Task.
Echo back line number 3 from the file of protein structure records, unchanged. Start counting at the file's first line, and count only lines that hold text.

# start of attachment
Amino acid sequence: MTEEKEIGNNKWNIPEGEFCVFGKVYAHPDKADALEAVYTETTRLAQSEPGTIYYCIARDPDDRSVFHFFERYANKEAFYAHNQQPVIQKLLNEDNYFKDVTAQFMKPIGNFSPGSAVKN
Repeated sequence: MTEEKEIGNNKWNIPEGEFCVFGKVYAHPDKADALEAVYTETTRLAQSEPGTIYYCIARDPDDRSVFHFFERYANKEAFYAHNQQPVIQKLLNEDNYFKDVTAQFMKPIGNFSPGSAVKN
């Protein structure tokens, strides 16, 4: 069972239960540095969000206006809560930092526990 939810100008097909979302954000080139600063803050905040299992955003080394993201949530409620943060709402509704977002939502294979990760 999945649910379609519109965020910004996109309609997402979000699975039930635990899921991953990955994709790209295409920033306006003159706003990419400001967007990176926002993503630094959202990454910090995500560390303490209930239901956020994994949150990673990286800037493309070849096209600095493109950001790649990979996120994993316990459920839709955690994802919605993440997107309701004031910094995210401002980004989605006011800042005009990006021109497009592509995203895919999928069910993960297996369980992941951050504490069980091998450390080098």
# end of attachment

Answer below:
């Protein structure tokens, strides 16, 4: 069972239960540095969000206006809560930092526990 939810100008097909979302954000080139600063803050905040299992955003080394993201949530409620943060709402509704977002939502294979990760 999945649910379609519109965020910004996109309609997402979000699975039930635990899921991953990955994709790209295409920033306006003159706003990419400001967007990176926002993503630094959202990454910090995500560390303490209930239901956020994994949150990673990286800037493309070849096209600095493109950001790649990979996120994993316990459920839709955690994802919605993440997107309701004031910094995210401002980004989605006011800042005009990006021109497009592509995203895919999928069910993960297996369980992941951050504490069980091998450390080098």